When I first started this deep dive into Mann-Kendall I got a little hung up on the sign function aka signum. It’s a little abstract at first (IMO) but is really just a counting algorithm. At it’s core, it really is just figuring out whether a value is \(\lt 0\), \(\gt 0\) or \(= 0\). The sign function is within the \(S\) statistic. The \(S\) statistic is approximately normally distributed (remember above and solving for \(u_c\)) with a mean of 0 and a variance of \(\sqrt{Var(S)}\). Below is the equation for \(S\),

\[ S = \sum^{N-1}_{t=1}\sum^{N}_{t'=t+1}sign(X(t')-X(t)) \]

For example, let’s say we had some observations over time (important because they are ordered) and we wanted to know whether the point after (\(X(t')\)) is bigger or smaller than (\(X(t)\)) we could just take \(X(t')-X(t)\) and if it’s negative it means it’s smaller and if it’s positive it means it’s bigger (also 0 if they’re equal). But let’s say we do this as a rolling subtraction, e.g. \(x_1-x_1, x_2-(x_1, x_2),x_3-(x_1, x_2,x_3),\dots, x_n-(x_1,\dots,x_n)\). Now if we did this for each point as we progress to the end we would have a lot of positive and negative values and maybe some equal results right? In the code below you can see that this is what is going on, that is we are subtracting but rolling in time from the beginning to end.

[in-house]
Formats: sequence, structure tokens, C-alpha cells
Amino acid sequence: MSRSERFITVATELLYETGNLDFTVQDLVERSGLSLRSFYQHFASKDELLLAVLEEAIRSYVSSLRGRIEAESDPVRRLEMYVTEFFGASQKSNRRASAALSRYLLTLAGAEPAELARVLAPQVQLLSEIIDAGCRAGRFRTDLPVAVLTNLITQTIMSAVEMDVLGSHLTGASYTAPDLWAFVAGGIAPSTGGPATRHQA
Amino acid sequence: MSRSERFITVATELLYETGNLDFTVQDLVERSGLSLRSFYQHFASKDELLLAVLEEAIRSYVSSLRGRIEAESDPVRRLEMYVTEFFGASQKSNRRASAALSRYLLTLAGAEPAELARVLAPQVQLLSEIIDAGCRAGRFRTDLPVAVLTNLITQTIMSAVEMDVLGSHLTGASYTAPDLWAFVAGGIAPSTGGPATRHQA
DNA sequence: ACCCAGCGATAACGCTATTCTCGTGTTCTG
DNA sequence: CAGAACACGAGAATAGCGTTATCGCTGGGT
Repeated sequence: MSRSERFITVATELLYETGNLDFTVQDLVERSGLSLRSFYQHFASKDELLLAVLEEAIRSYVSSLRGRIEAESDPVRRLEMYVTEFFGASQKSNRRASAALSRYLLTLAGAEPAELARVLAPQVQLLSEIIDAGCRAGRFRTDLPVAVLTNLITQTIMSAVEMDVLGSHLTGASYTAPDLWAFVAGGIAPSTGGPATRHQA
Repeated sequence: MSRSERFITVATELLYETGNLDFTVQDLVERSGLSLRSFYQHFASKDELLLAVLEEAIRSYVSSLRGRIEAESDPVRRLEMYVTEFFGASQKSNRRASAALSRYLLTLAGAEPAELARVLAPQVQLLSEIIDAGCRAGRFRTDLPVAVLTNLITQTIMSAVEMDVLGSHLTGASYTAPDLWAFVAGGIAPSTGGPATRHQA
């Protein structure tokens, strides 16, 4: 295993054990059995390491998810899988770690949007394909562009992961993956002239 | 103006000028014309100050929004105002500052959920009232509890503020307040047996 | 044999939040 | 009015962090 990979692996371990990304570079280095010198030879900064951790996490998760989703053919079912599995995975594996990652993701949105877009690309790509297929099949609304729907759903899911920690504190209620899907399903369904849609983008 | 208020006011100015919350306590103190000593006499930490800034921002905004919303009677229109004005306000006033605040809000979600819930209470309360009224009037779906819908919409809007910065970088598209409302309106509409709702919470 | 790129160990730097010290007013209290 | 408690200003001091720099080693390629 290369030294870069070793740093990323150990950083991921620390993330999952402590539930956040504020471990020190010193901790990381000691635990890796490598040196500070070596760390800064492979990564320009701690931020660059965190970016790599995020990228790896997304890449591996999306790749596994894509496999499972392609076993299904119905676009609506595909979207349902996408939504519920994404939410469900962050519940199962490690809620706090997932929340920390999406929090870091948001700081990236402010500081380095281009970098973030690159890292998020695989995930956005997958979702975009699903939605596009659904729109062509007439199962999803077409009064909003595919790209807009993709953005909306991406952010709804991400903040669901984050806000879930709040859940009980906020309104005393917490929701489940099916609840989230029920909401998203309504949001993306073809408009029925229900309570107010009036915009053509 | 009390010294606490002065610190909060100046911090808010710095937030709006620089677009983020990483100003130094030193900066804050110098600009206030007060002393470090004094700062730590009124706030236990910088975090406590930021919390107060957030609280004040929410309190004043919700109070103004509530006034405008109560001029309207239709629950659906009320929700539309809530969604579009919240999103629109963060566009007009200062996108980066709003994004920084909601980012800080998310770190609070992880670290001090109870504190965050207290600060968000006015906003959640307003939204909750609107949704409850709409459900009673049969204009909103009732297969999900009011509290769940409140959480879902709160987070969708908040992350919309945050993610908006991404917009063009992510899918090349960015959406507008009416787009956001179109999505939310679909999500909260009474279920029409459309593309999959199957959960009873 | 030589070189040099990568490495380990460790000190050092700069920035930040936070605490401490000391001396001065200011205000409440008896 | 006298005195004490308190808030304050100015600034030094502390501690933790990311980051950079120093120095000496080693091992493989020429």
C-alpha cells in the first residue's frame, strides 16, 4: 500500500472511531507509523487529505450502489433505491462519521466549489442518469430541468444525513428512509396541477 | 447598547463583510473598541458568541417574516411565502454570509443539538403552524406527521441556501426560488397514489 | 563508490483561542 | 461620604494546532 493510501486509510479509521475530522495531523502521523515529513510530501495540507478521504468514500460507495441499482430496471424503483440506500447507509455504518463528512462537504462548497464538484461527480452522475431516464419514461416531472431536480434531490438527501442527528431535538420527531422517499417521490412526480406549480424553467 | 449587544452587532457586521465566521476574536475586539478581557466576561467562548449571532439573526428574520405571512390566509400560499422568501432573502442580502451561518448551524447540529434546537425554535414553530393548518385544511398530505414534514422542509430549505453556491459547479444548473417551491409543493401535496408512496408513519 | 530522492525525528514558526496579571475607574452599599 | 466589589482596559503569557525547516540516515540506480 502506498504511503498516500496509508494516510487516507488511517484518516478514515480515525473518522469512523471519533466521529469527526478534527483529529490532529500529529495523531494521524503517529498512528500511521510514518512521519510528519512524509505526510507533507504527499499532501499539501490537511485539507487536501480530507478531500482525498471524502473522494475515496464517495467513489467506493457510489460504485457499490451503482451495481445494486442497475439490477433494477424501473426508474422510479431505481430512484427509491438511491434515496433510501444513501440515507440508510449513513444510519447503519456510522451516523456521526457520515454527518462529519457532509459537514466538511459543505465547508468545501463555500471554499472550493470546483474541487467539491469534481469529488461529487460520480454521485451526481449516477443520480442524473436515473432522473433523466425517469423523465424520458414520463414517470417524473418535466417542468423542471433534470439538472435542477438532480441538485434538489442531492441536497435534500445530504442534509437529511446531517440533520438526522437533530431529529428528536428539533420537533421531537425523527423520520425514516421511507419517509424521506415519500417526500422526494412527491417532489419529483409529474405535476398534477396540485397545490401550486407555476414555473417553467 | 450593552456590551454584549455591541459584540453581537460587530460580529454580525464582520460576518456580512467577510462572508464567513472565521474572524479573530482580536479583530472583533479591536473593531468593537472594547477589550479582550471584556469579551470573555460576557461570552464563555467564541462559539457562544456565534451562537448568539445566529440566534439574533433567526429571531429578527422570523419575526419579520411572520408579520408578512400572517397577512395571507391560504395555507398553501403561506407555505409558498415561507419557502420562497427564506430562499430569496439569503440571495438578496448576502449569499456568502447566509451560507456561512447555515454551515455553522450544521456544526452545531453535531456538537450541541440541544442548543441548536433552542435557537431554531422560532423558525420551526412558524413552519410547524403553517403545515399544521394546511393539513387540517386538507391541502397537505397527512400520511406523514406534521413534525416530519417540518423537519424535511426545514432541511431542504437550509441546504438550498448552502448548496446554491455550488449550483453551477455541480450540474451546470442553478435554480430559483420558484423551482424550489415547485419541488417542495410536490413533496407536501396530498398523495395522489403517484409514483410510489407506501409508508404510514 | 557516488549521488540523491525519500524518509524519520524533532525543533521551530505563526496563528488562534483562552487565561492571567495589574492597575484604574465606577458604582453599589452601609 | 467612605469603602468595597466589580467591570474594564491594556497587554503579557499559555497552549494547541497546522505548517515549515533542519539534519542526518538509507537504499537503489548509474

x <- yaak_peaks$Peak
n <- length(x)
S <- 0.0   
for(j in 1:n) {
    S2 <- list(data.frame(rolling_sub = x[j] - x[1:j], name = paste0(j)))
    S <- append(S, S2)
## [[1]]
## [1] 0
## [[2]]
##   rolling_sub name
## 1           0    1
## [[3]]
##   rolling_sub name
## 1       -4170    2
## 2           0    2
## [[4]]
##   rolling_sub name
## 1       -5830    3
## 2       -1660    3
## 3           0    3
## [[5]]
##   rolling_sub name
## 1       -5290    4
## 2       -1120    4
## 3         540    4
## 4           0    4
## [[6]]
##   rolling_sub name
## 1       -4420    5
## 2        -250    5
## 3        1410    5
## 4         870    5
## 5           0    5

Let’s take a closer look in the graph below. The data.frame below S is just taking the peaks and subtracting \(X(t')-X(t)\) in this rolling pattern which inevitably is getting larger and larger samples as time goes on, e.g. \(x_n-(x_1,\dots,x_n)\). As you can see, values with more blue tend to be higher than values with more black. This will matter in the next steps.